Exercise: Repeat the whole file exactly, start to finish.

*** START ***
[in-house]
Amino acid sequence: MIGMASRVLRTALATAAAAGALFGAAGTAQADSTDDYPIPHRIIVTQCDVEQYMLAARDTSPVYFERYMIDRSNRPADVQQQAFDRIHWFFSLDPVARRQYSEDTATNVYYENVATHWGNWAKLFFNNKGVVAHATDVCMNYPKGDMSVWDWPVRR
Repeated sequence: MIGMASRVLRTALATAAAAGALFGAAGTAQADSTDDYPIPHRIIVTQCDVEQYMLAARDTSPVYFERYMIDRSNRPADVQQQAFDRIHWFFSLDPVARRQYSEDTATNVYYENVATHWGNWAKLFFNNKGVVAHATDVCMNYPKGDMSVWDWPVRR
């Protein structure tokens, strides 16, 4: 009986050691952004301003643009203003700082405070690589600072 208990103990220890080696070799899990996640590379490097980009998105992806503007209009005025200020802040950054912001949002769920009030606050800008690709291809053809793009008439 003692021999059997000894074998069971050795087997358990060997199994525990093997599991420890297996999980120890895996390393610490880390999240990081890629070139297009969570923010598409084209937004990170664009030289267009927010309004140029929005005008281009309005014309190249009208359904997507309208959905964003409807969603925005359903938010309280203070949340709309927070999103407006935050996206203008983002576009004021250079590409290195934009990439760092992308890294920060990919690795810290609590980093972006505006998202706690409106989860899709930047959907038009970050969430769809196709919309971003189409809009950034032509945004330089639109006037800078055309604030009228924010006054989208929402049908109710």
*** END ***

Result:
[in-house]
Amino acid sequence: MIGMASRVLRTALATAAAAGALFGAAGTAQADSTDDYPIPHRIIVTQCDVEQYMLAARDTSPVYFERYMIDRSNRPADVQQQAFDRIHWFFSLDPVARRQYSEDTATNVYYENVATHWGNWAKLFFNNKGVVAHATDVCMNYPKGDMSVWDWPVRR
Repeated sequence: MIGMASRVLRTALATAAAAGALFGAAGTAQADSTDDYPIPHRIIVTQCDVEQYMLAARDTSPVYFERYMIDRSNRPADVQQQAFDRIHWFFSLDPVARRQYSEDTATNVYYENVATHWGNWAKLFFNNKGVVAHATDVCMNYPKGDMSVWDWPVRR
């Protein structure tokens, strides 16, 4: 009986050691952004301003643009203003700082405070690589600072 208990103990220890080696070799899990996640590379490097980009998105992806503007209009005025200020802040950054912001949002769920009030606050800008690709291809053809793009008439 003692021999059997000894074998069971050795087997358990060997199994525990093997599991420890297996999980120890895996390393610490880390999240990081890629070139297009969570923010598409084209937004990170664009030289267009927010309004140029929005005008281009309005014309190249009208359904997507309208959905964003409807969603925005359903938010309280203070949340709309927070999103407006935050996206203008983002576009004021250079590409290195934009990439760092992308890294920060990919690795810290609590980093972006505006998202706690409106989860899709930047959907038009970050969430769809196709919309971003189409809009950034032509945004330089639109006037800078055309604030009228924010006054989208929402049908109710």